In COVID-19-Positive Stroke Patients, More Severe Strokes and Worse Outcomes Than in COVID-19-Negative Patients
COVID-19-positive stroke patients are more likely to experience stroke in areas of the brain that are associated with more severe strokes, to have worse outcomes, and to die in the hospital than COVID-19-negative stroke patients, according to a large, retrospective, observational study by experts from Mount Sinai Health System, published December 7 online in the journal Stroke.
The study examined risk factors, stroke characteristics, and short-term outcomes of stroke patients at Mount Sinai, a large academic health system that was at the epicenter of the COVID-19 pandemic in New York City in the spring of 2020.
“Our findings suggest that COVID-19 causes a hypercoagulable state that may independently increase the risk of severe stroke,” said Mandip Dhamoon, MD, DrPh, Associate Professor of Neurology at the Icahn School of Medicine at Mount Sinai and first author of the paper. “More research is needed to help clarify whether anticoagulation may improve outcomes after COVID-19-related stroke.”
SARS-CoV-2, the virus that causes COVID-19, has been associated with an increase in clotting events, including severe strokes in young patients, as reported in a letter by Mount Sinai stroke physicians published in The New England Journal of Medicine on April 28. But characteristics and outcomes of COVID-19 patients with stroke have not been well studied.
To address this information gap, a team of stroke experts from the Department of Neurology at the Icahn School of Medicine at Mount Sinai performed a retrospective observational study of consecutively admitted patients in the Mount Sinai Health System with discharge diagnosis of acute cerebrovascular events who were admitted from March 1 through April 30, 2020. Patients were stratified by COVID-19 status, and demographic variables, medical comorbidities, stroke characteristics, imaging results, and in-hospital outcomes were examined.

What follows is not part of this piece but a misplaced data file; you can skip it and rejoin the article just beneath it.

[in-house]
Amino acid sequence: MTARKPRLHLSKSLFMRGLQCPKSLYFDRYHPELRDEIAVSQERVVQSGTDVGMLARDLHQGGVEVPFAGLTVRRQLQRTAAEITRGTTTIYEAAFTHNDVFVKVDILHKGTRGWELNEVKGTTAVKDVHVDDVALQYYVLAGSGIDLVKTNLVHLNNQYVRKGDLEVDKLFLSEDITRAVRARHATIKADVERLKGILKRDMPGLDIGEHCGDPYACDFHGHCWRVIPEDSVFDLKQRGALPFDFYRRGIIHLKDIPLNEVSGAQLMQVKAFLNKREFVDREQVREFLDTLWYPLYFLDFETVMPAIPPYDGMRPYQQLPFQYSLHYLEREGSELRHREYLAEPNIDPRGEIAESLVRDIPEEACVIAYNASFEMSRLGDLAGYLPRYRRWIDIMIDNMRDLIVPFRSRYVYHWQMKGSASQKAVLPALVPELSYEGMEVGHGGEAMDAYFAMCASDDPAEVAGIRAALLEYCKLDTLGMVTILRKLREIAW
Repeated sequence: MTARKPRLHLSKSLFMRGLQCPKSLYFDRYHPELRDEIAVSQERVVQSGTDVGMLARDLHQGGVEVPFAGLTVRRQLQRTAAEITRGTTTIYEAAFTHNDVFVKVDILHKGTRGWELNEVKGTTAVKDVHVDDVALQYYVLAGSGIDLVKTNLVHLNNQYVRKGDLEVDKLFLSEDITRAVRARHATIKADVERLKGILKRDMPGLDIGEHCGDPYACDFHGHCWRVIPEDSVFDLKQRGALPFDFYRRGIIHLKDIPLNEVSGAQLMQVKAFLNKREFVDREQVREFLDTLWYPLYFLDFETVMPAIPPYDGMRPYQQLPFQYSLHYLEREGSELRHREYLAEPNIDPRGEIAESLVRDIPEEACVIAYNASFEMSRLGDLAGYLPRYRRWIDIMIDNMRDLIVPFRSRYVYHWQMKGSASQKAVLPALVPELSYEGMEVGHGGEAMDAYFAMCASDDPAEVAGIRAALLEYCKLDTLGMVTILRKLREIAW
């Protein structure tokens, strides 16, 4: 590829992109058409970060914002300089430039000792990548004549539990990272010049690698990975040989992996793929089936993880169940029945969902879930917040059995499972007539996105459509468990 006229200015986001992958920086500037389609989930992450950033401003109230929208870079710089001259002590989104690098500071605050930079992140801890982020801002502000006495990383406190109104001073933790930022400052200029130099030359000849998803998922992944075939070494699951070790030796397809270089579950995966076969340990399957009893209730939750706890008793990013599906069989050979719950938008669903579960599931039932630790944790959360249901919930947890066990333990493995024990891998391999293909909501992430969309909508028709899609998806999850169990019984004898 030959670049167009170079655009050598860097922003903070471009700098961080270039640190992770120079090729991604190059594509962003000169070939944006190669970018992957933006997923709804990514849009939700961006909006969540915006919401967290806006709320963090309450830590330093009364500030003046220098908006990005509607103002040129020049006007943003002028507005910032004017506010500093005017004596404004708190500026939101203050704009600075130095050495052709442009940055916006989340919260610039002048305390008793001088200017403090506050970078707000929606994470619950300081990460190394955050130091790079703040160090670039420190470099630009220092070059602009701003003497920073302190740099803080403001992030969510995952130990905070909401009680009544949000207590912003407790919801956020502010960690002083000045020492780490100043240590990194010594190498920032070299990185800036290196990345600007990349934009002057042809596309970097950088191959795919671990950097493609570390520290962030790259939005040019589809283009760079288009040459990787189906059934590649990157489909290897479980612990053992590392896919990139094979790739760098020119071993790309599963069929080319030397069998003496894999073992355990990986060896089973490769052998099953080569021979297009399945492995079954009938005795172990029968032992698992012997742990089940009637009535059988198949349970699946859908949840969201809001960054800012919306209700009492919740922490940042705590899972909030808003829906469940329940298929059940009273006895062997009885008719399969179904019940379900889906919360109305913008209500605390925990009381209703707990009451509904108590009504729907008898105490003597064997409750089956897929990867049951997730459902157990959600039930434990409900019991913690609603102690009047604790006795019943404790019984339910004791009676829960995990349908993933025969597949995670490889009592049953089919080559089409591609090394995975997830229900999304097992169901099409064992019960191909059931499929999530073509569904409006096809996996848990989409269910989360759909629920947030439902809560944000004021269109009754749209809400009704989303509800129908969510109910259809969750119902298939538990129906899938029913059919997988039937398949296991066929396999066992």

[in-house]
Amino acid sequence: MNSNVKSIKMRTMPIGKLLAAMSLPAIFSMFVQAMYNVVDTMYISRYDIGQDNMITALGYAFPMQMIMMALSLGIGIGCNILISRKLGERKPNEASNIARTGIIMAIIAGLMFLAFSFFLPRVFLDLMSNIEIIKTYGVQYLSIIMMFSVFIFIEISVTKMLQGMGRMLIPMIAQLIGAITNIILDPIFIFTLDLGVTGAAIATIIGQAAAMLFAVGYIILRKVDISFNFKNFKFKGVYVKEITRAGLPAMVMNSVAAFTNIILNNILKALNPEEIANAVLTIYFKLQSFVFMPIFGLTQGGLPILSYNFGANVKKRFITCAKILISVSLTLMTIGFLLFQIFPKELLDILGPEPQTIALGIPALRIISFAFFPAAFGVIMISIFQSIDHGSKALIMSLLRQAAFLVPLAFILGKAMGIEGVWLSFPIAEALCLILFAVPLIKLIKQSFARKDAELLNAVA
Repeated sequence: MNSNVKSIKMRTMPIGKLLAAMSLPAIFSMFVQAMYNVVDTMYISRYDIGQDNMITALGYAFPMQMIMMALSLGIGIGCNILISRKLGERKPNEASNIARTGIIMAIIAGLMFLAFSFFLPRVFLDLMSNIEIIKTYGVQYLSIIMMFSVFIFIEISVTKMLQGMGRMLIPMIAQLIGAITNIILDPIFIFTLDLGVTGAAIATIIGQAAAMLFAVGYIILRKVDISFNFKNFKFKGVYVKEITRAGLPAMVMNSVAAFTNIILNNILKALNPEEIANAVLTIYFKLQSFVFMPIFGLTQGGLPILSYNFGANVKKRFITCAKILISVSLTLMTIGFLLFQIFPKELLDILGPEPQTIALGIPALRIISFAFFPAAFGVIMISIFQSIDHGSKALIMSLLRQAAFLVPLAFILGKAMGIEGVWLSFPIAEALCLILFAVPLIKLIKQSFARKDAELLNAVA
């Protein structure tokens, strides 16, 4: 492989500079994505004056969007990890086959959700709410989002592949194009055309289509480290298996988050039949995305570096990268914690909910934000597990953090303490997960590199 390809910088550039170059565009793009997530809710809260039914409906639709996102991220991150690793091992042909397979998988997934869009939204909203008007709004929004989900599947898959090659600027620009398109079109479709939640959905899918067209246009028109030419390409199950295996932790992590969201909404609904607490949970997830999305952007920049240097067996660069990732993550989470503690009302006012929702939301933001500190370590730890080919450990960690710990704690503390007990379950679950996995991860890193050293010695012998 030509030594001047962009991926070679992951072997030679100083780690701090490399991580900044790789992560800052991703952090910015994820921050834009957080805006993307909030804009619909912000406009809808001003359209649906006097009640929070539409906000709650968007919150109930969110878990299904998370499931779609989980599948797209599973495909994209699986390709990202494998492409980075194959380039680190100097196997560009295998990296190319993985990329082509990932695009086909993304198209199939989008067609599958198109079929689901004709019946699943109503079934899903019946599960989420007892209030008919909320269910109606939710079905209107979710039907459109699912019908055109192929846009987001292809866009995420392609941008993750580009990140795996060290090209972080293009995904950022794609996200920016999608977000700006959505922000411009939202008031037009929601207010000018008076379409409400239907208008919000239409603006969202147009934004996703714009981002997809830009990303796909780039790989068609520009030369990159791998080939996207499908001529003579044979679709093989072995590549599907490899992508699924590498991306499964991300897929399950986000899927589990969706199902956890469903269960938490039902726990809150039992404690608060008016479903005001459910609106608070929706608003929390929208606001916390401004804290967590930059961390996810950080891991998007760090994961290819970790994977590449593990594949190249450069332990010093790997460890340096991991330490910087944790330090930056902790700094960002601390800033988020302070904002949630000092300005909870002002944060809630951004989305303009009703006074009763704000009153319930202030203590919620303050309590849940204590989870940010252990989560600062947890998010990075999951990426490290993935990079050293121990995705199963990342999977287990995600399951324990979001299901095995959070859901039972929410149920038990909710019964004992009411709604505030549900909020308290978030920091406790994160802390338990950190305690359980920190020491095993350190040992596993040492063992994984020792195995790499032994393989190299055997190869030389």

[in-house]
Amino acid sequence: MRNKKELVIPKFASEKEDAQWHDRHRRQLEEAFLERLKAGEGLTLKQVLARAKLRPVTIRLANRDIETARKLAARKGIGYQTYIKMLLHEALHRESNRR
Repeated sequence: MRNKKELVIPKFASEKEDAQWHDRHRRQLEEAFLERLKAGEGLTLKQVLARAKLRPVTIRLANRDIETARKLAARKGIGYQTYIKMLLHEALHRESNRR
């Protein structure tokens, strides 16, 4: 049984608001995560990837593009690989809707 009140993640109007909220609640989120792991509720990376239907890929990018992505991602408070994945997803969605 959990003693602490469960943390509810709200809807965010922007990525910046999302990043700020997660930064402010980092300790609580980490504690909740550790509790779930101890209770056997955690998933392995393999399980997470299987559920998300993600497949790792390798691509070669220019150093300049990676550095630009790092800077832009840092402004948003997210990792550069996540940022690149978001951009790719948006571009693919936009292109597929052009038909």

The team studied 277 stroke patients, of whom 105 (38 percent) were COVID-19-positive. Compared to COVID-19-negative patients, the positive patients were more likely to have a stroke of undetermined cause (58.0 percent vs. 22.3 percent), and were more likely to have had an ischemic stroke (stroke caused by a clot) in the temporal, parietal, occipital, or cerebellar regions of the brain. Strokes in these temporal regions are in contrast to subcortical strokes, which involve deeper areas of the brain. Temporal strokes tend to be more severe because they can impact more complicated neurologic functions like language, vision, attention, and planning. Outcomes of the strokes were worse among COVID-19-positive patients, including longer hospital stay, greater percentage requiring intensive care unit care, and greater rate of neurological worsening during admission. Importantly, COVID-19-positive stroke patients were nearly three times more likely than those who were COVID-19-negative to die in the hospital (33.0 percent vs. 12.9 percent).
“This project was the ultimate team effort, thanks to collaboration from countless students, residents, and members of our interdisciplinary stroke team who volunteered their time,” said Laura Stein, MD, Assistant Professor of Neurology at the Icahn School of Medicine at Mount Sinai and senior author of the paper. “Significant work remains to better understand the etiology, optimal prevention strategies, and long-term outcomes for patients with COVID-19 and stroke, but in the meantime, public health campaigns must continue to emphasize the importance of seeking care for strokes, even during pandemic conditions.”
At Mount Sinai, future research will include ongoing collection of clinical and diagnostic characteristics of patients admitted to the Health System with cerebrovascular disease and COVID-19, allowing longitudinal outcome collection, in-depth neuroimaging, and granular neurocognitive testing to elucidate the long-term effects and outcomes of COVID-19 infection after stroke.
About the Mount Sinai Health System
The Mount Sinai Health System is New York City's largest academic medical system, encompassing eight hospitals, a leading medical school, and a vast network of ambulatory practices throughout the greater New York region. Mount Sinai is a national and international source of unrivaled education, translational research and discovery, and collaborative clinical leadership ensuring that we deliver the highest quality care—from prevention to treatment of the most serious and complex human diseases. The Health System includes more than 7,200 physicians and features a robust and continually expanding network of multispecialty services, including more than 400 ambulatory practice locations throughout the five boroughs of New York City, Westchester, and Long Island. The Mount Sinai Hospital is ranked No. 14 on U.S. News & World Report's "Honor Roll" of the Top 20 Best Hospitals in the country and the Icahn School of Medicine as one of the Top 20 Best Medical Schools in country. Mount Sinai Health System hospitals are consistently ranked regionally by specialty and our physicians in the top 1% of all physicians nationally by U.S. News & World Report.